Germany bans neo-Nazi Northern Eagle group

Police raid locations in four German states linked to online promotion of hateful ideology

epa08503154 Police officers search a mosque in Tempelhof district, Berlin, Germany, 23 June 2020. According to the Berlin Attorney General, investigators from the State Criminal Police Office in Berlin are searching several properties, including a mosque in Berlin for evidence of subsidy fraud related to coronavirus pandemic payments.  EPA/HAYOUNG JEON
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The German interior ministry has banned the far-right group Nordadler, launching police raids on sites linked to the neo-Nazi organisation on Tuesday morning.

Interior Minister Horst Seehofer announced the ban, the third targeting neo-Nazi groups this year, and his office said police had hit locations in four German states.

Nordadler, which means ‘Northern Eagle’, operates mainly online and uses the symbols and language of Adolf Hitler's Third Reich to voice nostalgia for the Nazi regime and back anti-Semitism.

The group uses social media channels including Telegram, Instagram and Discord to promote its ideology, win new members and condone attacks such as the shooting at a synagogue in Halle last year.

German Interior Minister Horst Seehofer talks to the press as he visits the location of riots in Stuttgart, southern Germany on June 22, 2020. In the early hours of Sunday, June 21, 2020, hundreds of people ran riot in Stuttgart's city centre throwing stones and bottles at police and plundering stores after smashing shop windows. / AFP / THOMAS KIENZLE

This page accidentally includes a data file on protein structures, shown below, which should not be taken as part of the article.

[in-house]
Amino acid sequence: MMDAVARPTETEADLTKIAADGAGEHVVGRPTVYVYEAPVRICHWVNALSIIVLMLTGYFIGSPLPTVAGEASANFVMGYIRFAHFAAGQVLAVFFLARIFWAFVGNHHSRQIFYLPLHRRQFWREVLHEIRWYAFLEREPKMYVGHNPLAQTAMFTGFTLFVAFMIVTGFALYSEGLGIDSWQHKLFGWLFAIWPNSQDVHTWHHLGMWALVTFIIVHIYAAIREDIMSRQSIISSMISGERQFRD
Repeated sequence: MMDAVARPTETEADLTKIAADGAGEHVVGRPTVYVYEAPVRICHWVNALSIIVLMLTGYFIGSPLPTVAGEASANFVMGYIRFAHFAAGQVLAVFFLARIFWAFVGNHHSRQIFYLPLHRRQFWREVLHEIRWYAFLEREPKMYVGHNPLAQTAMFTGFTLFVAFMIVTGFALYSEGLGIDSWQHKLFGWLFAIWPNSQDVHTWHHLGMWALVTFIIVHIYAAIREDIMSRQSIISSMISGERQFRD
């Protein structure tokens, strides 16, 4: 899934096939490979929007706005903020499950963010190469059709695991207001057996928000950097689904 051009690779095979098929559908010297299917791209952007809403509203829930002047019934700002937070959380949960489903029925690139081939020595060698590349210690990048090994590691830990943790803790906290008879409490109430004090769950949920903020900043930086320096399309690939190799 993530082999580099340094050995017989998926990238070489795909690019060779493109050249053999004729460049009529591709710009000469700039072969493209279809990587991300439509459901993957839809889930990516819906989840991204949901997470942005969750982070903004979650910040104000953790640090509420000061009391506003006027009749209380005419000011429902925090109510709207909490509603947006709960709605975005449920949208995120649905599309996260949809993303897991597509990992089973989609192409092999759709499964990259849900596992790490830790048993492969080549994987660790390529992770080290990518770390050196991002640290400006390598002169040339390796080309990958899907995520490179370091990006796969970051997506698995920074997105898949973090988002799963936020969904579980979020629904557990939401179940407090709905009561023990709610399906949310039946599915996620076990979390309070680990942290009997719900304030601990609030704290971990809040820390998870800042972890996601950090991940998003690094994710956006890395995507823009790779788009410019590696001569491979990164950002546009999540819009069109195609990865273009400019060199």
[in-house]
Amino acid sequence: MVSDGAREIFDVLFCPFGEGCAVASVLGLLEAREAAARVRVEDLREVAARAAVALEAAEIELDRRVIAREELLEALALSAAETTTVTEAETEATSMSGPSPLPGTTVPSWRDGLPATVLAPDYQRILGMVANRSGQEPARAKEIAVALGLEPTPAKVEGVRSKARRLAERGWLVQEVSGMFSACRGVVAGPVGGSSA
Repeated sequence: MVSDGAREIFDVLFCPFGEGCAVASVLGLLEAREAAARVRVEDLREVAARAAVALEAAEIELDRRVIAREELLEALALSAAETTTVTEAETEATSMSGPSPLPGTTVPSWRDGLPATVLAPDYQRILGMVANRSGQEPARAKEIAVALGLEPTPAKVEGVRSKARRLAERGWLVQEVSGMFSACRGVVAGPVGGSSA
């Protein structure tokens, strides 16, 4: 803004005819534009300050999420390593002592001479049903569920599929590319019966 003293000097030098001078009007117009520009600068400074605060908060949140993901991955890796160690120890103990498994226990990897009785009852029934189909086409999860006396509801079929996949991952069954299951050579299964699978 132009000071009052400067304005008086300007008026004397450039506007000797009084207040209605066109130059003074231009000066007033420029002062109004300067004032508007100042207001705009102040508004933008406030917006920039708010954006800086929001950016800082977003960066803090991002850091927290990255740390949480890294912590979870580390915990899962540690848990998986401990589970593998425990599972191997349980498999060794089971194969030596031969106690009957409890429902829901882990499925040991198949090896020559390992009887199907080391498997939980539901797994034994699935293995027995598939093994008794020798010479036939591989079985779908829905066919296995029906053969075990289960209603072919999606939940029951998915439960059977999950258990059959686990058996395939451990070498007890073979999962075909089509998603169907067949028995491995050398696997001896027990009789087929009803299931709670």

German Interior Minister Horst Seehofer has promised to crack down on far-right extremism. AFP

Nordadler, which had plans to set up a neo-Nazi community in the German countryside, expressed support for the Halle attacker, who admitted to anti-Semitic and far-right motives.

"From this morning, police measures are under way in four regional states," a ministry spokesman said on Twitter.

"Right-wing extremism and anti-Semitism no longer have a place on the internet," spokesman Steve Alter said.

After the attack in Halle and the killing of a pro-refugee politician from German Chancellor Angela Merkel’s party last year, Mr Seehofer gave a warning that far-right extremism was the "biggest security threat facing Germany".

Last February another gunman killed nine people of immigrant origin in the central town of Hanau.

The interior minister has promised tougher security measures, including a crackdown on online hate speech.